OnExam

Identifying Information

Gather the patient's general identifying data.

Reason for Surgery

  • Have the patient explain the reason for the surgery.
  • Determine the severity and any therapeutic interventions that have been used.

Anesthetic History

  • Previous surgeries
  • Previous anesthetics used (e.g., General Anesthesia, Neuraxial Anesthesia)
  • Previous anesthetic complications or adverse reactions
    • Malignant Hyperthermia
    • Plasma cholinesterase deficiency
    • Post-operative nausea or vomiting

NPO Status

  • When did the patient last have solid food?
  • When did the patient last have liquids?
    • Allowance may differ between hospitals. Typically, 8 hours without solid food and 4 hours without clear fluids pre-operatively is the standard.

Review of Systems

Although similar to the Review of Systems performed in a regular history, the pre-operative Review of Systems has unique elements and will include the patient’s Past Medical History.

Functional Capacity

Determine the functional capacity of your patient in metabolic equivalents.

  • 1 MET ADLs (eat, dress, use toilet)
  • 2-3 MET walk indoors, walk one to two blocks on level ground
  • 4 MET climb 1 flight of stairs without stopping or feeling SOB
  • 5-9 MET recreational activities, run a short distance, heavy housework (scrubbing floors, lifting furniture)
  • 10 MET strenuous sports (swimming, tennis, football, basketball, skiing)

Cardiovascular System HPI

Angina (OPQRST)

  • New onset (<2mo). Stable vs unstable.
  • Previous MI - If so, how was this managed (PCI, CABG)
  • Functional class – Canadian Cardiovascular Society (CCS)

Symptoms of Heart Failure

  • Fatigue, syncope
  • Dyspnea, orthopnea, paroxysmal nocturnal dyspnea (PND)
  • Peripheral edema
  • Functional Class - New York Heart Association (NYHA)

Symptoms of Peripheral Vascular Disease

  • Claudication (acute, localized pain to muscle groups, reproducible dependent on exertion)
  • 6 P's (polar, pain, pallor, paraesthesia, paralysis, pulselessness)

Palpitations, syncope

Past Cardiac History

  • High Risk Conditions
  • Revised Goldman Cardiac Risk Index
    • History of MI
    • History of CHF
    • History of CVA/TIA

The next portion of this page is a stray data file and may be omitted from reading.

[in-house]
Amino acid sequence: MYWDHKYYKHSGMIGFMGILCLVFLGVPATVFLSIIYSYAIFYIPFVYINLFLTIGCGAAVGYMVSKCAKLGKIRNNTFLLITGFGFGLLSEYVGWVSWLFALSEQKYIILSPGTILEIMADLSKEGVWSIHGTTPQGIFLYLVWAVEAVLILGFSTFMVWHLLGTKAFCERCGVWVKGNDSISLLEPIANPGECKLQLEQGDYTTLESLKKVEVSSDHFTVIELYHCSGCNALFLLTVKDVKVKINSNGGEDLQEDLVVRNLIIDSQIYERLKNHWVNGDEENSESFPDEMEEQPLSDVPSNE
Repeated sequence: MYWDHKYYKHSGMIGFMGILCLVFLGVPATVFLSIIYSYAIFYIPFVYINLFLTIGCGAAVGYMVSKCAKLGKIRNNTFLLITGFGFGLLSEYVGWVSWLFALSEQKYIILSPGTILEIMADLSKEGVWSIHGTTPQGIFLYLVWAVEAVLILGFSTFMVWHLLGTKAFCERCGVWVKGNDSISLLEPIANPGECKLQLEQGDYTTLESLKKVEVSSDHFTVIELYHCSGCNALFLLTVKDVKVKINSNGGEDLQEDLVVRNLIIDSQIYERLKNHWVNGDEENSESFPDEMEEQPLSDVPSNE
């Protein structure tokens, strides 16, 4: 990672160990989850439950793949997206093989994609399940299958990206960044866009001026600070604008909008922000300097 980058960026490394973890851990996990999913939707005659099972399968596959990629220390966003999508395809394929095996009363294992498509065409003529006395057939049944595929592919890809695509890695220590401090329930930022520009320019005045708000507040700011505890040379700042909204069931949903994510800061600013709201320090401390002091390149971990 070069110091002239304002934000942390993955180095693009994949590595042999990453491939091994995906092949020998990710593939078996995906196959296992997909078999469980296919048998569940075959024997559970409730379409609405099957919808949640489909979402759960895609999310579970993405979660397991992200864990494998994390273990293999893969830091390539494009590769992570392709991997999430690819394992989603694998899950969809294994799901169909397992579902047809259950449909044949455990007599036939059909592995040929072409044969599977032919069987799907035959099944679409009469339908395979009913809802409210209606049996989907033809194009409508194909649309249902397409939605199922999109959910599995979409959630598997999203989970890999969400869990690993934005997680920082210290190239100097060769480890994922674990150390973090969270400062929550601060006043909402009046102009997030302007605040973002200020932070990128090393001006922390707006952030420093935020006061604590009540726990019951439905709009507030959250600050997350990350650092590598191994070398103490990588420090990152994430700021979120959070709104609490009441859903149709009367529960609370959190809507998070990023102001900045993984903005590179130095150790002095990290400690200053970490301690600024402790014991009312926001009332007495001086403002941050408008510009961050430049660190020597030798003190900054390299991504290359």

• Diabetes mellitus requiring insulin
  • Thrombotic Risk Factors
    • Recent MI (<3 months)
    • Previous PE/DVT
    • Arrhythmia (atrial fibrillation)
    • Valvular Heart Disease
    • Vasculitis
    • Post-operative / Trauma
    • Estrogen-related (pregnancy; contraceptive; smoking)
    • Malignancy or inherited hypercoagulable state
  • Recent Investigations / Procedures
    • ECG, Echo, Angiography, Surgery
  • Medications
    • Anti-platelets / Anti-thrombotics
    • Anti-hypertensives (anti-HTN)
    • Anti-arrhythmics
    • Diuretics
    • Lipid-modifying

Respiratory History

Smoking (>20pack years)

  • Preoperative smoking associated with an increased risk of postoperative complications, including pulmonary (RR 1.73, 95% CI 1.35-2.23)9
  • 4 weeks of smoking cessation lowers total postoperative complications (RR 0.59, 95% CI 0.41-0.85) with an increase in the magnitude of effect of 19 percent for each week of cessation10.

COPD

  • Ask about Chronic cough, Home oxygen, Hospitalizations, Recent steroid use
  • Relative Risk ranges from 2.7 to 6.08
  • Patients with severe COPD are 6x more likely to have major post-operative pulmonary complications after abdominal/thoracic surgery, than those without
  • There appears to be no prohibitive level of pulmonary function below which surgery should be absolutely contraindicated

Asthma

  • Triggers
  • Frequency and severity of asthma attacks
  • Frequency and last administration of rescue inhaler (i.e., salbutamol)
  • Conflicting evidence for pre-operative management for patients with asthma

Obesity

  • Physiologic changes accompanying obesity include reduced lung volumes, ventilation/perfusion mismatch, relative hypoxemia
  • Obesity has not consistently shown to be a significant, independent risk factor for postoperative pulmonary complications
  • It should not affect patient selection for otherwise high-risk procedures6

Sleep Apnea

  • If obstructive sleep apnea (OSA) has been diagnosed with a sleep study, ask if they are using a CPAP machine
  • Increased risk of early post-operative hypoxemia and unplanned reintubation11